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Negligence, Gross Negligence & Willful, Wanton Conduct

Ghosts in the machine & negligence
Negligence: Gears in the Machine

Failing to use reasonable care causes negligence.  But, negligent conduct comes in degrees.  Different levels of harmful conduct can make a difference.

Ordinary Negligence

The “reasonable person” standard requires people to conduct themselves as a reasonably careful person would under like circumstances.  Ordinary negligence occurs when someone does something that a reasonably careful person would not do under similar circumstances, or fails to do something a reasonably careful person would do.

The law requires reasonable measures to protect oneself and others from harm.  The law imposes a duty of reasonable care.  Those harmed by one who breaches this duty may recover damages.

This ordinary “reasonable person” standard applies to many claims, even in catastrophic injury accident cases and defective product cases.

Gross Negligence

Gross negligence requires conduct substantially higher in magnitude than ordinary negligent conduct.  It is very great negligence, or the absence of slight diligence, or the want of even scant care.  It amounts to indifference so far as other persons are concerned.

Courts have described gross negligence as a heedless and palpable violation of legal duty to the rights of others.  The type of culpability which characterizes all negligence is in gross negligence magnified to a high degree as compared with that present in ordinary negligence.

A showing of gross negligence is required for example to qualify for an award of punitive damages under many wrongful death statutes.

The driver of a car was found grossly negligent for driving 50 miles an hour down a steep hill in the dark, and when passengers warned him to slow down before a curve he instead sped up causing a crash killing one passenger.  In medical malpractice, gross negligence can be found where surgeons remove the incorrect limb or leave medical instruments inside a patient after surgery.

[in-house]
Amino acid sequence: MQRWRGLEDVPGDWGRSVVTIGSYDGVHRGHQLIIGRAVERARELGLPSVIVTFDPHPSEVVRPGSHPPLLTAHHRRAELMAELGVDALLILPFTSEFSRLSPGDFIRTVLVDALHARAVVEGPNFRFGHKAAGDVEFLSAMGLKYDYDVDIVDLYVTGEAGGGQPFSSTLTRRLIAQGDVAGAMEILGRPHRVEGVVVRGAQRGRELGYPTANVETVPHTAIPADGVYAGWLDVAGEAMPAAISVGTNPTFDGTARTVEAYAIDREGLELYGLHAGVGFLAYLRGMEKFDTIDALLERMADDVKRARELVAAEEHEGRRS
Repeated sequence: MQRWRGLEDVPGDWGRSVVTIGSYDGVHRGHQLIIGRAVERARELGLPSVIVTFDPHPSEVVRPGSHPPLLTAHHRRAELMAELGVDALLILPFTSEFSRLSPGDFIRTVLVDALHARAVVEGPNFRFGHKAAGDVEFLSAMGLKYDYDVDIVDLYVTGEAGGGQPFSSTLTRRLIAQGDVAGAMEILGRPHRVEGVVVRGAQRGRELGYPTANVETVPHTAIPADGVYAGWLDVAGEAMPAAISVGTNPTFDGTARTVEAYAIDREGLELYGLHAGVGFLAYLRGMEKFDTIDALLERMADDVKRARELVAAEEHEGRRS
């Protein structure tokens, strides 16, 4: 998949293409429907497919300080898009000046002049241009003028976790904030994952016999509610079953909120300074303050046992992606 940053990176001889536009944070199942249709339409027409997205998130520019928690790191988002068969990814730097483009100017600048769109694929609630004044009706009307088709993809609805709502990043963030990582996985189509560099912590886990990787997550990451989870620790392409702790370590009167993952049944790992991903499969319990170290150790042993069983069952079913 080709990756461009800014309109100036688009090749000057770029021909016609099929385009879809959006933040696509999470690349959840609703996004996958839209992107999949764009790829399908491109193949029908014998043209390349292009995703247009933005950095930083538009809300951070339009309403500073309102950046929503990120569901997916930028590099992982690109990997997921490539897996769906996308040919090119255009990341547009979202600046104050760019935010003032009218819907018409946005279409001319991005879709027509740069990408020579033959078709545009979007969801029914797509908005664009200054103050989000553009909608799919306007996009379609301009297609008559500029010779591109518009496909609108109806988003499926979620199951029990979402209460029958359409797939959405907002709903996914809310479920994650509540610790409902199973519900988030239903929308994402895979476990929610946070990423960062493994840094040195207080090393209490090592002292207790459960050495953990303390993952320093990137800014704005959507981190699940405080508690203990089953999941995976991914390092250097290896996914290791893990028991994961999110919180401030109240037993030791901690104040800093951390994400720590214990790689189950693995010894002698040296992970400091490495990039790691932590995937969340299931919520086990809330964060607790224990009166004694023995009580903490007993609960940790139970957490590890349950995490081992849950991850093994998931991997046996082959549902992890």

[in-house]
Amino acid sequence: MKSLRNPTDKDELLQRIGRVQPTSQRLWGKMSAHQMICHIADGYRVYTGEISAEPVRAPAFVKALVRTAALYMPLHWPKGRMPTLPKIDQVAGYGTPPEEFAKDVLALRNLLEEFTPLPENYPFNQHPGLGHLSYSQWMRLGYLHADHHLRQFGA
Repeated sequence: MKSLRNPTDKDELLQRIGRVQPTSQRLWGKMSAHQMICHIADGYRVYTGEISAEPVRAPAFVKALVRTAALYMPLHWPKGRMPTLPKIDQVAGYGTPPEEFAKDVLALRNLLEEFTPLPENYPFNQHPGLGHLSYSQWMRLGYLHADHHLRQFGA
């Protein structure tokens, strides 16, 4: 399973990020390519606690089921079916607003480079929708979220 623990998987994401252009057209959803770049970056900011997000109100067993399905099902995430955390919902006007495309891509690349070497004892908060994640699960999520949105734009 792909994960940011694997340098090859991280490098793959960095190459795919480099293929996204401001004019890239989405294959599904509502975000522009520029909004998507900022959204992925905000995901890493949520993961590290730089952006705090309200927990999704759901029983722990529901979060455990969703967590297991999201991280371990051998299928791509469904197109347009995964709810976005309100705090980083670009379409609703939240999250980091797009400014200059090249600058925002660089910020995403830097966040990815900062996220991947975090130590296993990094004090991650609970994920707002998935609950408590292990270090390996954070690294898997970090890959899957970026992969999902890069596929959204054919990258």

Willful, Wanton, Reckless Conduct

Willful, wanton reckless conduct takes place a shade below actual intent.  Proof of willful, wanton, reckless conduct involves a high degree of likelihood that substantial harm will result to another.

Two things distinguish willful, wanton, reckless conduct from negligence.  First, the defendant must knowingly or intentionally disregard an unreasonable risk.  Second, the risk must entail a high degree of probability of causing substantial harm.

Those seeking to recover for their own injuries when suing a bar under “dram shop” law must prove that the licensed establishment engaged in willful, wanton, reckless conduct.

Willful, wanton, reckless conduct was found where a supervisor told an employee to clean the gears of a machine while it was running, causing permanent injury when the worker’s hand was caught in the machine.

Degrees of Harmful Conduct

Jury instructions spell out circumstances distinguishing the degrees of negligent conduct.  But, it may not be overly complicated.  As a great U.S. Supreme Court Justice once explained:

Even a dog knows the difference between being kicked and being stumbled over.

Oliver Wendell Holmes.

Minor distinctions between degrees of conduct can significantly change the outcome of a case.  The law varies state by state.  My office handles injury cases in Massachusetts & New Hampshire.  Anyone injured by any circumstances, accidental or otherwise, should retain an experienced personal injury attorney.

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Attorney Myers is a member of the American Trial Lawyers Association, Massachusetts Academy of Trial Lawyers, and New Hampshire Trial Lawyers Association. The Law Offices of Andrew D. Myers offer a broad range of legal services in personal injury cases in Massachusetts (MA) and New Hampshire (NH) areas.

The information on this web site is offered for informational purposes only. It is not offered as, and does not constitute, legal advice. Laws vary widely from state to state. You should rely only on the advice given to you during a personal consultation by a local attorney who is thoroughly familiar with state laws and the area of practice in which your concern lies. This web site must be labeled advertisement in some jurisdictions.